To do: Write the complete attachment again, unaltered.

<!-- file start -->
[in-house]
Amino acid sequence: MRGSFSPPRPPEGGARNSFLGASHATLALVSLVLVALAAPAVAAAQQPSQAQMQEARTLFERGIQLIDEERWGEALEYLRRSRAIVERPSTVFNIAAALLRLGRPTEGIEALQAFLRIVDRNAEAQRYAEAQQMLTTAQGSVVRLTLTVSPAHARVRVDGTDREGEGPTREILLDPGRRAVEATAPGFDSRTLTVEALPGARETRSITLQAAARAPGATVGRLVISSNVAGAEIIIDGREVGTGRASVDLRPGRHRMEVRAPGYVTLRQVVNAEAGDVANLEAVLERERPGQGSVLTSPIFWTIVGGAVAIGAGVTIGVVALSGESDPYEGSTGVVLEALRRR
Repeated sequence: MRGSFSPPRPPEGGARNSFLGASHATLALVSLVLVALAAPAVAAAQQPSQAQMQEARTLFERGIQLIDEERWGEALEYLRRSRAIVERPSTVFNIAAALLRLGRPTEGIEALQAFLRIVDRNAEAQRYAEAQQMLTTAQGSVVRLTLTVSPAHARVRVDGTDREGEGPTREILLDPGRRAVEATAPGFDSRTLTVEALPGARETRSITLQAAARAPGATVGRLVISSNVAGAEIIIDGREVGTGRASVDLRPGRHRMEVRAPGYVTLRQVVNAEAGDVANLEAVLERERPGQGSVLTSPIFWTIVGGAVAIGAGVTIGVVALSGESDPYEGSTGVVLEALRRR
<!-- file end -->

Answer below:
[in-house]
Amino acid sequence: MRGSFSPPRPPEGGARNSFLGASHATLALVSLVLVALAAPAVAAAQQPSQAQMQEARTLFERGIQLIDEERWGEALEYLRRSRAIVERPSTVFNIAAALLRLGRPTEGIEALQAFLRIVDRNAEAQRYAEAQQMLTTAQGSVVRLTLTVSPAHARVRVDGTDREGEGPTREILLDPGRRAVEATAPGFDSRTLTVEALPGARETRSITLQAAARAPGATVGRLVISSNVAGAEIIIDGREVGTGRASVDLRPGRHRMEVRAPGYVTLRQVVNAEAGDVANLEAVLERERPGQGSVLTSPIFWTIVGGAVAIGAGVTIGVVALSGESDPYEGSTGVVLEALRRR
Repeated sequence: MRGSFSPPRPPEGGARNSFLGASHATLALVSLVLVALAAPAVAAAQQPSQAQMQEARTLFERGIQLIDEERWGEALEYLRRSRAIVERPSTVFNIAAALLRLGRPTEGIEALQAFLRIVDRNAEAQRYAEAQQMLTTAQGSVVRLTLTVSPAHARVRVDGTDREGEGPTREILLDPGRRAVEATAPGFDSRTLTVEALPGARETRSITLQAAARAPGATVGRLVISSNVAGAEIIIDGREVGTGRASVDLRPGRHRMEVRAPGYVTLRQVVNAEAGDVANLEAVLERERPGQGSVLTSPIFWTIVGGAVAIGAGVTIGVVALSGESDPYEGSTGVVLEALRRR